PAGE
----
- Post date:
- Thursday, 10 August 2017
Local health and social care services can avoid incurring over £3million annually by providing good quality vision rehabilitation support to people with sight loss, according to new research from RNIB.
In the first study of its kind, RNIB commissioned the Office for Public Management (OPM) to conduct a cost-avoidance analysis of the value and impact of a local authority’s vision rehabilitation service.
Under the Care Act (2014), all English local authorities have a duty to provide vision rehabilitation support for blind and partially sighted people.
is part of RNIB’s See, Plan and Provide campaign
, calling for improved access to vision rehabilitation services. It analysed Surrey Council’s vision rehabilitation service, provided by the charity Sight for Surrey.
Fazilet Hadi, Deputy Chief Executive of RNIB, said: “This research shows the economic value of providing a vision rehabilitation service. Doing so improves the lives of people with sight loss and significantly outweighs the delivery cost to local health and social care budgets. We urge all local authorities in England to continue providing vision rehabilitation services so people with sight loss can maintain independence and learn new skills.”
People with sight loss using Sight for Surrey’s vision rehabilitation service said it helped them:
- feel more independent in their homes and local community
- feel safer and less likely to be injured inside or outside their home
- improve their emotional wellbeing, including accepting their visual impairment and
- feel less socially isolated.
The total costs avoided as a result of Sight for Surrey’s vision rehabilitation service were more than £3.4million a year. Of this, services costing £3.2million would have fallen to the local authority or social care to pay. This included paying for home care, visits to Accident and Emergency or a GP, and transport costs.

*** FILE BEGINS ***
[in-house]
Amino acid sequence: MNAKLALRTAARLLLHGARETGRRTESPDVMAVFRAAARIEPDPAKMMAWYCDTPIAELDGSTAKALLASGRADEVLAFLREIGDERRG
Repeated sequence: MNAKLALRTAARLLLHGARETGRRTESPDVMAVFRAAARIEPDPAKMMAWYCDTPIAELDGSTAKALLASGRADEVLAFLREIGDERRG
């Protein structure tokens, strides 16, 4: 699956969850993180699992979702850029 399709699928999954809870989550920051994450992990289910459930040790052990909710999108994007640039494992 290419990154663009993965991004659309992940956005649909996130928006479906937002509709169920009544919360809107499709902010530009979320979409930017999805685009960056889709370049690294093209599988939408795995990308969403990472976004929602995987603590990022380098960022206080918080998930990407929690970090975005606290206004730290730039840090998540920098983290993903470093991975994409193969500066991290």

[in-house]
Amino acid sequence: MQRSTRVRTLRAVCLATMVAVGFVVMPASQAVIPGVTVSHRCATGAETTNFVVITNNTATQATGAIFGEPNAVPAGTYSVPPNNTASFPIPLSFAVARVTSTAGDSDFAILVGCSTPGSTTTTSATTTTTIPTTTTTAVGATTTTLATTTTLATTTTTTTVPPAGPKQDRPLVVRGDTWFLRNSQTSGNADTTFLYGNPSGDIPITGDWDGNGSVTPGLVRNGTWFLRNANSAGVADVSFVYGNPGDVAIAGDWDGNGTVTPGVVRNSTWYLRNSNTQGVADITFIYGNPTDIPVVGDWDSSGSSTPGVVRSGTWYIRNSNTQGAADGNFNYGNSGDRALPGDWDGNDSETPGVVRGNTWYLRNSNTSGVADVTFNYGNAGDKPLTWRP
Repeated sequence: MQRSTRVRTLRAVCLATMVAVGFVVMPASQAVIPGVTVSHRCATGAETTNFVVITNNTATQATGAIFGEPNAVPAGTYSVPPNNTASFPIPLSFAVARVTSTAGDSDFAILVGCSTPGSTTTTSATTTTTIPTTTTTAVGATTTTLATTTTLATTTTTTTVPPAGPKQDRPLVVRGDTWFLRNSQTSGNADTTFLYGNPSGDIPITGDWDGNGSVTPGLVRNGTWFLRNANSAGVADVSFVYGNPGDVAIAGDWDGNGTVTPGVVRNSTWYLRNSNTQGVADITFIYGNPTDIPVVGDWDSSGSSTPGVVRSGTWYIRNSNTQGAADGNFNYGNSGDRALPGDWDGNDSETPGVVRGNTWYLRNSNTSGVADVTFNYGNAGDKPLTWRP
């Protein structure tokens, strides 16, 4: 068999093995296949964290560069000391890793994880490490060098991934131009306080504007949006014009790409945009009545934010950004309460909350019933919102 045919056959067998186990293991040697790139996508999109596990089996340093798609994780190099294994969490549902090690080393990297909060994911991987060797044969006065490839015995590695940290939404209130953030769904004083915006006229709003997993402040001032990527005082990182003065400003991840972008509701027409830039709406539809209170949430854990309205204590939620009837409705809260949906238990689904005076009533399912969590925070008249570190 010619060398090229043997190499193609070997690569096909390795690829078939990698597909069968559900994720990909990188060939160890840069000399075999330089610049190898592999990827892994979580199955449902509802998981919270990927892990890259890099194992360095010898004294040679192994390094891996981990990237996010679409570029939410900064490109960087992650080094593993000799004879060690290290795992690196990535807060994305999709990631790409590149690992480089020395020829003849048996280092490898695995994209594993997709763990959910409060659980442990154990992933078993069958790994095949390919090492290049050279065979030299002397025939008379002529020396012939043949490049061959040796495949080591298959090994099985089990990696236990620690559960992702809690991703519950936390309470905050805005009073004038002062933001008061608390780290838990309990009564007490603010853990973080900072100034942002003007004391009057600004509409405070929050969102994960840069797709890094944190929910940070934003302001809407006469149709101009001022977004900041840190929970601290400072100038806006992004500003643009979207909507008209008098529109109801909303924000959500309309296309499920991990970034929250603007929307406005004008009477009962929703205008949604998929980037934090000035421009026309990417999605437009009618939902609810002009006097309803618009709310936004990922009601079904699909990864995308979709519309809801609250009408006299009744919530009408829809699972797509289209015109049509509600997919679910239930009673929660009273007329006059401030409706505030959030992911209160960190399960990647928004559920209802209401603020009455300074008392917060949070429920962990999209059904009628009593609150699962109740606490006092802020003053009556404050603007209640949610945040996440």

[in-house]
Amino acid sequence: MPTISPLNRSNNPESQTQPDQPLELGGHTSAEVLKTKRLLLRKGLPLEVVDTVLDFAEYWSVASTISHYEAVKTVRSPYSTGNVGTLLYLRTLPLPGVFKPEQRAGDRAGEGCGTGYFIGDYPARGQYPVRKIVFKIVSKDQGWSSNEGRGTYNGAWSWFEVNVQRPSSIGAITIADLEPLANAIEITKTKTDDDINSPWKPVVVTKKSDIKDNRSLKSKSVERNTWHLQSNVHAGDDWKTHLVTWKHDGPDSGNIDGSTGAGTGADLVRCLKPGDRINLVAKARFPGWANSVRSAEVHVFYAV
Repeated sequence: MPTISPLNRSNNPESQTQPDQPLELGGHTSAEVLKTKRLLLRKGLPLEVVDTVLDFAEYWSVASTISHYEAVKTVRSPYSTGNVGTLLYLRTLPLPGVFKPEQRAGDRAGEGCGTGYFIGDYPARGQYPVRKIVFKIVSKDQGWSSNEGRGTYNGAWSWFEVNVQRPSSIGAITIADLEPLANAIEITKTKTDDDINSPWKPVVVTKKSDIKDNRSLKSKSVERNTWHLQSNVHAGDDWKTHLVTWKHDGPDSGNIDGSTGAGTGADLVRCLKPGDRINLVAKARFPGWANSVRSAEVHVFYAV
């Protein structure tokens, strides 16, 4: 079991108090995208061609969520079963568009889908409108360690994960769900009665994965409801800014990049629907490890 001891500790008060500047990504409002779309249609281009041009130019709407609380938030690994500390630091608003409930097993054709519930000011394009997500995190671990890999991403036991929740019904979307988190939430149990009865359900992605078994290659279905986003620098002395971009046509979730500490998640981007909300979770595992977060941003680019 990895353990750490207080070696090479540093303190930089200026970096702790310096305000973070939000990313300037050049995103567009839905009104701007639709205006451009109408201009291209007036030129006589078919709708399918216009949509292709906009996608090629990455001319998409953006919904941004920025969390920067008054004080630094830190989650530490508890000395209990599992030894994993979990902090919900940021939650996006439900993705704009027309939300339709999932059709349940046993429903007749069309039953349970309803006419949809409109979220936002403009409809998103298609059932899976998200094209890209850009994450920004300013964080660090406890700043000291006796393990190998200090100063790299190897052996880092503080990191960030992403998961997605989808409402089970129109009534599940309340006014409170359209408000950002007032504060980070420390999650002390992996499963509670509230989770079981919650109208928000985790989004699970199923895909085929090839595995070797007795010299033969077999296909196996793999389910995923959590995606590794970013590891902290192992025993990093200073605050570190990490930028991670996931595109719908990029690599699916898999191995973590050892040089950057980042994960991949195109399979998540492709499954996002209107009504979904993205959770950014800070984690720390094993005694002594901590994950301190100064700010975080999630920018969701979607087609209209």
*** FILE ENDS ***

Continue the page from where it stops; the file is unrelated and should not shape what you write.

Service users, families and carers also benefitted, avoiding, reducing or deferring costs of £260,000 a year due to reduced care commitments.
Margaret Willcox, President of the Association of Directors of Adult Social Services (ADASS), said: “At a time when social care budgets are under such intense pressure nationally, we welcome this research into the personal and system-wide benefits of vision rehabilitation.
“The research shows the benefits of vision rehabilitation are widely recognised among blind and partially sighted people and professionals. It underscores how crucial vision rehabilitation services are in supporting daily living and mobility skills, promoting personal independence, and building confidence and advice to blind and partially sighted people.”
Dr Chih Hoong Sin, Director of OPM, said: “There can be a lack of appreciation of the full extent of the benefits generated by good quality vision rehabilitation services.
“Our research shows that timely and appropriate support for people with sight loss not only improves the wellbeing of individuals and their families, but also prevents needs from escalating. This reduces pressure on a number of health and social care services, at a time when they are struggling to cope with constrained budgets and growing demand.
“We encourage local authorities to move beyond a compliance mindset, and to see good vision rehabilitation support as a long-term investment in quality and efficiency.”